11 The report was issued previously in February 1849 as Report of the Secretary of the Navy with a Report made by Lieutenant W. F. Lynch of an examination of the Dead Sea, Senate Ex. Doc. 34, pp. 1-88, 30 Cong., 2 sess., Serial 532.

12 When Ritter wrote his Comparative Geography he stressed his eagerness to obtain Lynch's report on the Jordan, which was still not available (2:287), and in a later volume in dealing with the Dead Sea he devoted more than forty pages to a summary of the report (3:130-173). See also Jesse A. Spencer, The East: Sketches of Travel in Egypt and the Holy Land (New York, 1850), p. 385, for a sketch map of the Dead Sea reduced from Lynch's 1848 map. Five additional editions of the Narrative were published in Philadelphia in 1849, followed in 1850 by a seventh edition. The same year a London edition was published as well as a new, condensed version containing one small map.

13 Lynch, Official Report, p. 42; and Bliss, Development of Palestine Exploration, p. 238.

Sea. He confirmed the level of the Dead Sea and drew an accurate bathymetric map. Until the time of the British mandate, when scientific exploration was again undertaken, his expedition provided the most definitive knowledge of the area.

For the geographer and historian, Lynch's books, especially the Narrative, are sources for evaluating and understanding the cultural and physical changes in the Holy Land since 1847. Details in contemporary maps of the Dead Sea, for example, bathymetric points on the Jordanian side, are based on Lynch's measurements. Recent studies on the fluctuations in the level of the Dead Sea in the nineteenth century, the meanders of the Jordan, and the shift of the outlet of the Jordan from the Galilee have relied on Lynch's maps. The Official Report and the Narrative also provide information about historical relics no longer extant. A devout Christian, Lynch regarded the Jordan and surrounding country as sacred and paid strict attention to remnants of bridges, khans, milestones, caves, buildings, ancient agricultural cultivations, wells, and cisterns. Lynch's works, especially the Narrative, give a vivid picture of the cultural landscape of the region in the midnineteenth century, which was the beginning of the modern age in Palestine. Events in Palestine since the expedition, especially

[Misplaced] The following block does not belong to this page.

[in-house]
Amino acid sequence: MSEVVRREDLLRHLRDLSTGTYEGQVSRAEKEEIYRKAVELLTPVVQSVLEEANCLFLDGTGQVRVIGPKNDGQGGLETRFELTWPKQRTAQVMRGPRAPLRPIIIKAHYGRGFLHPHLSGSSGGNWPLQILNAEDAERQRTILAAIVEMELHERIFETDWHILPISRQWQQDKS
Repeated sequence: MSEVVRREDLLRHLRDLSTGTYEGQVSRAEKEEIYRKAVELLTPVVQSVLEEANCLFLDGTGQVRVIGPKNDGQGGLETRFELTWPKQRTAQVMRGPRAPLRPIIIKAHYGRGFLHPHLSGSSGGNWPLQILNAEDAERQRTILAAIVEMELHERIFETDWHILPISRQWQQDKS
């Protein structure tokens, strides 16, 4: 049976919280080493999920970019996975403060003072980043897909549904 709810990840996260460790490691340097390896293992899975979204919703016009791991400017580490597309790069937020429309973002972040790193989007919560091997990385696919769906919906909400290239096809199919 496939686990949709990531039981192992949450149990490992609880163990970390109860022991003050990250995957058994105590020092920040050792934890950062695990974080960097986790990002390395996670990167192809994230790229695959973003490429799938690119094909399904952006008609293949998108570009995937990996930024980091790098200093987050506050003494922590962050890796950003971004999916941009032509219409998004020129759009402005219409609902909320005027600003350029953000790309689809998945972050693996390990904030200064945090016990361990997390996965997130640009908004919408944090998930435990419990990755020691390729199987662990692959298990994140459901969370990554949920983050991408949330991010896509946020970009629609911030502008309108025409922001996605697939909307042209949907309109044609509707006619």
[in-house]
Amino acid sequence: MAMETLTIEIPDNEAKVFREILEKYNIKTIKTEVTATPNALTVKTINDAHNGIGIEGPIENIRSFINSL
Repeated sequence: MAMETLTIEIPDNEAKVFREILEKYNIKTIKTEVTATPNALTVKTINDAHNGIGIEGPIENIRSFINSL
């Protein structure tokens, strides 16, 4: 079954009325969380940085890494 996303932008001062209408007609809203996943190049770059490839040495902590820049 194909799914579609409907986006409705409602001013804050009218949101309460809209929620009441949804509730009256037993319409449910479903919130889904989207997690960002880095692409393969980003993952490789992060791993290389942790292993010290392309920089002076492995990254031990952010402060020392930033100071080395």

those of the twentieth century, have destroyed many of these sites, and Lynch's studies as well as those of other nineteenthcentury explorers will provide the necessary detail in reconstructing many of these monuments.14

Today Lynch is praised not only because he was the first pioneer to successfully descend the Jordan to the Dead Sea but also because after more than a century he is still acknowledged to be the greatest explorer of the Jordan Valley. While his writings may be considered perhaps typical of the journals of many explorers who came there in the nineteenth century, only Lynch's books contain such rich detail and careful observation.15 The Narrative and the Official Report stand as classic studies of the Middle East.